Can you share a story about the funniest mistake you made when you were first starting? Can you tell us what lesson you learned from that?

I tested everything at the clinic 10 times before opening, from our software systems, to our air conditioning, as I wanted our first pets and clients to have a terrific experience experiencing Bond Vet. However, I did not test our fire alarm system. And so, of course, as soon as we opened our doors for the first time… you guessed it, our fire alarm went off. We evacuated, and two massive fire trucks rolled down Court Street. Minutes later, several great firefighters assured us it was a false alarm. But I had jumped into problem-solving mode, and led our team members to a nearby Starbucks, while our operations team ensured everything was ok. Now we have a checklist that includes every possible thing. We will always be ready for the unexpected, and utilize our determination, grit, and initiative to figure things out as a team.

What do you think makes your company stand out? Can you share a story?

The veterinary industry is unique as 80%+ of every graduating veterinary class is women. As such, Bond Vet is extremely focused on catering to the evolving dynamics of balancing work, life, being a mother, and so many other factors that we can address, to support women at work.

We are iterating on new ways of ensuring our veterinarians can balance both a career and time with their families. For example, we are testing a new parent program to offer flexible / easier scheduling during the early stages of being a new parent, and are planning to offer telehealth engagements for our veterinarians so that they can work remotely, if desired, not to mention being leaders in the veterinary space with our parental leave program.

Are you working on any exciting new projects now? How do you think that will help people?

With the successful launch of our first location in Brooklyn, we’ve set our sights on bringing our culture and pet health platform across the rest of New York. This includes several clinic openings over the next few months, including one on the Upper East Side. Our primary focus is finding amazing team members who can come together and uplift each other. We’re creating opportunities for those that have longed to be part of a positive movement in the veterinary space all over NYC, and that is really exciting!

In addition to focusing on enhancing Bond Vet and solving problems for pets and pet parents, I have begun diligently reflecting and writing down the experiences I have been through over the last year. This will help me ultimately codify my learnings from this journey, and contribute my thoughts to the never ending pursuit of leadership and life fulfillment.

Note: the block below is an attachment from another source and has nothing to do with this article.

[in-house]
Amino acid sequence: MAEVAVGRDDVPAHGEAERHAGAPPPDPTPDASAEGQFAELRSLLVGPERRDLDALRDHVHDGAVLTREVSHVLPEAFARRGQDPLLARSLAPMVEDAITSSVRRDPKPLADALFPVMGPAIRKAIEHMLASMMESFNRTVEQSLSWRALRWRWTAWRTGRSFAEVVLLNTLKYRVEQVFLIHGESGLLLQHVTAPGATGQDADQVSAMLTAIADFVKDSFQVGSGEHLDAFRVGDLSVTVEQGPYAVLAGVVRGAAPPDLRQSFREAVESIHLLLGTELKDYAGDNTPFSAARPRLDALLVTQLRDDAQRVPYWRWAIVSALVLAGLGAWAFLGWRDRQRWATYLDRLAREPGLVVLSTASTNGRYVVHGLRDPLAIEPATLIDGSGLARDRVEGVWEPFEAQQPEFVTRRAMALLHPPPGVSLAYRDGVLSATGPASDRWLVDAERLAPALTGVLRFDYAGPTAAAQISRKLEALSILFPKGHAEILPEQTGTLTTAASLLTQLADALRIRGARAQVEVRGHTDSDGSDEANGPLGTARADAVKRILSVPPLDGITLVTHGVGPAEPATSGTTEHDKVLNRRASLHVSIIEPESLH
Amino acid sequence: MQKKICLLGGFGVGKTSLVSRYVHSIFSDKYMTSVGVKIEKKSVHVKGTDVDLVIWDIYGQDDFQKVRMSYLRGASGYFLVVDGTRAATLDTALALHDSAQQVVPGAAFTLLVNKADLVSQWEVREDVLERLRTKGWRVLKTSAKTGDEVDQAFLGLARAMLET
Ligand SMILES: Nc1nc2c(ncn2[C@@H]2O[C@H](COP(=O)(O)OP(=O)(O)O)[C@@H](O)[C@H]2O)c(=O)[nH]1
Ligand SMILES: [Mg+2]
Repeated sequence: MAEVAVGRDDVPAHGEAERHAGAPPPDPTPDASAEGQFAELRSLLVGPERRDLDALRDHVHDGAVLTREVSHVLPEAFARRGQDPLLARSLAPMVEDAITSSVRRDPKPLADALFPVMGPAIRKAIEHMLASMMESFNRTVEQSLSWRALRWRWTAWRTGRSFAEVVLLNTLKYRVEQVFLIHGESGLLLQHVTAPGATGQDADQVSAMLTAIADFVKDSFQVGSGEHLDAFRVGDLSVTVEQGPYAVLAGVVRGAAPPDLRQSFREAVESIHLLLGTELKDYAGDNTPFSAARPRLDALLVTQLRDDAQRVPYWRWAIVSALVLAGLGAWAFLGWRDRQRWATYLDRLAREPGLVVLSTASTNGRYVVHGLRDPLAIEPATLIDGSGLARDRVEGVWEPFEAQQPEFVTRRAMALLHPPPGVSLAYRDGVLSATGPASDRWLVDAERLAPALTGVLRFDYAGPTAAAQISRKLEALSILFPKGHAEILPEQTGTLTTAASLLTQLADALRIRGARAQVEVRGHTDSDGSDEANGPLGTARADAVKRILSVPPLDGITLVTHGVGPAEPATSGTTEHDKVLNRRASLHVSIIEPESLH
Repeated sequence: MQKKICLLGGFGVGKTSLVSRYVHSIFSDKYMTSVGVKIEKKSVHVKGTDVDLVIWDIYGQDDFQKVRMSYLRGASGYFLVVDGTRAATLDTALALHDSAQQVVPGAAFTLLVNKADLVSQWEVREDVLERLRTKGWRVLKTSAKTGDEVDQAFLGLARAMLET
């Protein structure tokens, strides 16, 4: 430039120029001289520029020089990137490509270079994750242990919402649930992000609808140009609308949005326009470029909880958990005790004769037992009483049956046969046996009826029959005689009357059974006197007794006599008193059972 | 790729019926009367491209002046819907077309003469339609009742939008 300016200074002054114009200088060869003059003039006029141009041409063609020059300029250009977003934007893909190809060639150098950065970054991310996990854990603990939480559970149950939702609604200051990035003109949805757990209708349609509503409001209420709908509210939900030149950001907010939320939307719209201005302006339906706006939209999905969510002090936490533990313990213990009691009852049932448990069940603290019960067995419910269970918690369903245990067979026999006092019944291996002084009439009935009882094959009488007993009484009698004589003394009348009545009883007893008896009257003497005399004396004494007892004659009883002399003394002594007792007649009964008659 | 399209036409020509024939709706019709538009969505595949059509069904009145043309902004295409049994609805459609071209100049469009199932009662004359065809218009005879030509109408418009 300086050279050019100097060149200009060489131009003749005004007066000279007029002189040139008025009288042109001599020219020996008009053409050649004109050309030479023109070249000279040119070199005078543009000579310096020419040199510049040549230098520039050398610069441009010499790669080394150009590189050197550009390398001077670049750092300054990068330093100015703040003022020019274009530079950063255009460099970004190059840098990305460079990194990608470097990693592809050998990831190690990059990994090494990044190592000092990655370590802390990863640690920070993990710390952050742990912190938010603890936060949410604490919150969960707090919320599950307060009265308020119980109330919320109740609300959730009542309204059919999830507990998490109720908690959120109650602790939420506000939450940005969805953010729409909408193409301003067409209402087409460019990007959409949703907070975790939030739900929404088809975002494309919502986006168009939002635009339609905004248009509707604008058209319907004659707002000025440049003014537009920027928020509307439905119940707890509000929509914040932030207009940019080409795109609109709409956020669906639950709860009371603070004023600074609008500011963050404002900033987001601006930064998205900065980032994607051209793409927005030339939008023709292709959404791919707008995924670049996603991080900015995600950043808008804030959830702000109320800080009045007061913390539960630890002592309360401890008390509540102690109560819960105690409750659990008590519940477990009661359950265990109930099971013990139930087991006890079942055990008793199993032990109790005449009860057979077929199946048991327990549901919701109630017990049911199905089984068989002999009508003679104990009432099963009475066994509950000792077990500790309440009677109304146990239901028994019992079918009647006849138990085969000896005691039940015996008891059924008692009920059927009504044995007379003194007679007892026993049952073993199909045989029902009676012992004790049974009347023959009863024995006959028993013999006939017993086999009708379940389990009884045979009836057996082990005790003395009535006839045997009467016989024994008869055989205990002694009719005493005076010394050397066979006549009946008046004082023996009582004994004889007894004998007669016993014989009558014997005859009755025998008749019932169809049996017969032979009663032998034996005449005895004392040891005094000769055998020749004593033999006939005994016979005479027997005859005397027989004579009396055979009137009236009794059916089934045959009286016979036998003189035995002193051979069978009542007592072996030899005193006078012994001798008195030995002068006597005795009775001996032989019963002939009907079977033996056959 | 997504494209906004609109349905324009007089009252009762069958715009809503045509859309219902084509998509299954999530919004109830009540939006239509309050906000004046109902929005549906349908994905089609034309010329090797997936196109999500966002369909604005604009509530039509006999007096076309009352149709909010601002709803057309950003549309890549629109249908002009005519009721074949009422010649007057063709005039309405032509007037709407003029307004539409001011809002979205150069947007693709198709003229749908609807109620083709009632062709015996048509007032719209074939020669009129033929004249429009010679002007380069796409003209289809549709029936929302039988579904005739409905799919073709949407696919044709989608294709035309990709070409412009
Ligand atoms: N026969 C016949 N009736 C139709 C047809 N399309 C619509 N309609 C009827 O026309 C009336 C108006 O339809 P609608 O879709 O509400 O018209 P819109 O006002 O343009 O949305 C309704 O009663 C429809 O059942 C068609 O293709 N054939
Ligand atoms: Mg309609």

What advice would you give to other female leaders to help their team to thrive?

Create a culture that encourages iteration and improvement. Thomas Edison was famous for saying, “I have not failed. I’ve just found 10,000 ways that won’t work,” and we have embraced this mentality in every facet of building this company. One of the very first lessons I learned was that it truly does take a community to bring a vision to life. It’s tempting to want to be involved in every part of the process — and as natural multi-taskers, founders may feel that we can do it all ourselves — but to truly create a phenomenal workplace and to help teams thrive, it is important to allow team members to take ownership of projects and decisions, and to let them stretch and even fail. A culture where failure is not encouraged will necessitate guidance at every step, which halts the ability of a company to truly grow and push forward. Failure is a part of every good business, and hopefully the failures are small enough to recover quickly and empower team members. This philosophy is at the core of Bond Vet.

What advice would you give to other female leaders about the best way to manage a large team?

Authenticity is everything. Managing large teams can be easier than it sounds. We’re often afraid of a large group of people because of the exponential increase in expectation to act or be perceived in a certain light. In recent years, we’ve seen leaders of many forms, styles and attitudes. Managing a large team involves connecting with people while they are in the weeds, acknowledging their burdens and successes whilst simultaneously supporting their growth and pushing them. There is no one way to succeed at this but it does involve balance and great communication.

None of us are able to achieve success without some help along the way. Is there a particular person who you are grateful towards who helped get you to where you are? Can you share a story about that?